When I asked about the appraisal, his nonchalant demeanor gave me the impression that I was getting worked up over nothing. So I calmed down, thanked him, hung up, and reported back to Joe, who exclaimed: “Thirty to 45 days before they even order it!”

That was day nine.

Meanwhile, I was hearing talk about the potentially imminent death of redevelopment. On October 19, the California Supreme Court announced that it would hear arguments in the case of California Redevelopment Association v. Matosantos in November. According to Dee Sodano at Community Housing Works, the City Heights program was on hold due to this litigation. Rumors had also been swirling around the potential dismantling of the Chula Vista Redevelopment Corporation. There was no telling how long any of this down-payment assistance would remain available.

Then Joe informed me that of the four or five times he’d worked with people trying to buy a home through first-time-homebuyer programs, he had yet to see one successfully close.

I feared that if we didn’t get this appraisal done now, we might miss our chance to buy a house forever. M and Joe seemed anxious as well. They supported the idea of me going in for a face-to-face with Tony, so I could push the appraisal issue one more time and get a reading on the reason for the holdup.

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Comments

ImJustABill March 22, 2012 @ 9:36 a.m.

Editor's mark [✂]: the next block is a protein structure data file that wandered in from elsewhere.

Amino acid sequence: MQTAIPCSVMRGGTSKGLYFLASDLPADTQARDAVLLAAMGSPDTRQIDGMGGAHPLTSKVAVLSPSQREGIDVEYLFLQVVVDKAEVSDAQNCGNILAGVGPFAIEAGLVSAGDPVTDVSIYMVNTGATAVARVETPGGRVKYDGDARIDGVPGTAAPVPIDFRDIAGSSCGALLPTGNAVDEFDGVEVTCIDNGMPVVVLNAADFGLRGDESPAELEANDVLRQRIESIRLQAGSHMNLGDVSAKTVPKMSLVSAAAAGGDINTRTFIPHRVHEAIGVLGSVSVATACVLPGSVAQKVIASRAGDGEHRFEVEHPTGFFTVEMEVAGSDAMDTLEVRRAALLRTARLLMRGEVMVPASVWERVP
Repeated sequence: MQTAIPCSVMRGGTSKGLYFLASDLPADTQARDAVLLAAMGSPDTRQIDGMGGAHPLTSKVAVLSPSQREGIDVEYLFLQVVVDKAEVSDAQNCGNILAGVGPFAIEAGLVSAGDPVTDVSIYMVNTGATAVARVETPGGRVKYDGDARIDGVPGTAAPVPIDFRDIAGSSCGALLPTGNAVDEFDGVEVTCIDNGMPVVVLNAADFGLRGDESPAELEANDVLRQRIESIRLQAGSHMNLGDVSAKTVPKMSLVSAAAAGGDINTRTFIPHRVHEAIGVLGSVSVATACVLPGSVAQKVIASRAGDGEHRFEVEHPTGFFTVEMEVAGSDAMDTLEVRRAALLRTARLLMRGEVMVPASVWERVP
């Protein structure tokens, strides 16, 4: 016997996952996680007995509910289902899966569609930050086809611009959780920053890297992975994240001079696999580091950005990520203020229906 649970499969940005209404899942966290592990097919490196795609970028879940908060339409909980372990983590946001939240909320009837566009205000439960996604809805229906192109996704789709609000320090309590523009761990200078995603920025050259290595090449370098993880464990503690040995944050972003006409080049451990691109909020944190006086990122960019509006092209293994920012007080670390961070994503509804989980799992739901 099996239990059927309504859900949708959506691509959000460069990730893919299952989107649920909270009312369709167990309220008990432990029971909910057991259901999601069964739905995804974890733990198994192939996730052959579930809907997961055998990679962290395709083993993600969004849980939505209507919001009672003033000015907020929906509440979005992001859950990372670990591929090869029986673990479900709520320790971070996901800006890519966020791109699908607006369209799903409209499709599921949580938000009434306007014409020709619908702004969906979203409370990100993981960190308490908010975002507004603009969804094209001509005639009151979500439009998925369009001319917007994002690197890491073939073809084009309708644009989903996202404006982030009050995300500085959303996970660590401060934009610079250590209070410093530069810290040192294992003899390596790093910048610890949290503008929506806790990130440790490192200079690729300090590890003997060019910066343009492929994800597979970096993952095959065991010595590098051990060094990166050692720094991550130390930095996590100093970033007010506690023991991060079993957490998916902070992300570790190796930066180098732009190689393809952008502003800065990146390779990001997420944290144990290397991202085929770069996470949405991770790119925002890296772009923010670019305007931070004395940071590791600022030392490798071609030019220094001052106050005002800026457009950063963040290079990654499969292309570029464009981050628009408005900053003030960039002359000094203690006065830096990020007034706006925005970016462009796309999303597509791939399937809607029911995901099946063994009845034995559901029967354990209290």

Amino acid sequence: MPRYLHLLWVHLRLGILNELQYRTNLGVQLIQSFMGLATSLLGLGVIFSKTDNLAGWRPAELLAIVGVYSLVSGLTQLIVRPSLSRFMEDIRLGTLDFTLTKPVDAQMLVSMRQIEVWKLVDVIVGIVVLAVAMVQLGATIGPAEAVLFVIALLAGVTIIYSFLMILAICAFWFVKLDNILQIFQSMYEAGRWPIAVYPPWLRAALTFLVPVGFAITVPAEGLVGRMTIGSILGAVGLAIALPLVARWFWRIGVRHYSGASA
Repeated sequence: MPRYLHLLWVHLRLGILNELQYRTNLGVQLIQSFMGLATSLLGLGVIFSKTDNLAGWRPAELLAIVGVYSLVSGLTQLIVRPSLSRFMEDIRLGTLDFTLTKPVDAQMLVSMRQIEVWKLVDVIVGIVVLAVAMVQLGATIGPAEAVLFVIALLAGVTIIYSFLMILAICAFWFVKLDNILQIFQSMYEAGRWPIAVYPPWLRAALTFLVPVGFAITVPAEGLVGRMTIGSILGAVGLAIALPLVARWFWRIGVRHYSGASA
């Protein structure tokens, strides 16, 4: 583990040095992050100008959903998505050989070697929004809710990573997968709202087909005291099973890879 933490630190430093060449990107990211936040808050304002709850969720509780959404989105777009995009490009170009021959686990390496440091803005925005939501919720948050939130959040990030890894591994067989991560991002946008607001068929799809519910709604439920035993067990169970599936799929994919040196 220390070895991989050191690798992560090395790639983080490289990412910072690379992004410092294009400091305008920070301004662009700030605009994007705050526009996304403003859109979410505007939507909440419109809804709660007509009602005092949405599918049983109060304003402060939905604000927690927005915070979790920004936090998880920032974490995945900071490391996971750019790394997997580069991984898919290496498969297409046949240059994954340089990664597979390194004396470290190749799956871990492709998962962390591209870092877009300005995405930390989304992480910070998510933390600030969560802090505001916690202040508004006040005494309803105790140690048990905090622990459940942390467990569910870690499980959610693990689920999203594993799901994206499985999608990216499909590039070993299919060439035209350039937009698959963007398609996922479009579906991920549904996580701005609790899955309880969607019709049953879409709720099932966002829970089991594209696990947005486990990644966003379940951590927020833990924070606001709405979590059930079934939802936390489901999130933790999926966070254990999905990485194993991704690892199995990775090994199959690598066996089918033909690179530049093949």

The current recession is largely due to the bursting of the housing and mortgage bubble. Yet, amazingly, the key root causes of the mortgage and housing bubble 1) Lax regulations on Wall Street 2) Excessively low Fed interest rates 3) Numerous gov't programs pushing banks to make loans to less qualified borrowers than the banks originally wanted to - continue full steam ahead.

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historymatters March 22, 2012 @ 11:19 p.m.

this feels like a PR piece for Community Housing Works. Those guys have built some of the worst buildings in the whole city. They are as corrupt as can be. I dont like how this piece keeps insisting its not a nahd-out, its a loan.....That is not true. If the loan is being subsidized by tax dollars which it is then it is a handout! We should be asking in a city and a state that is bankrupt why are we choosing to spend what little money we have bribing people to buy real estate?

1

historymatters March 22, 2012 @ 11:23 p.m.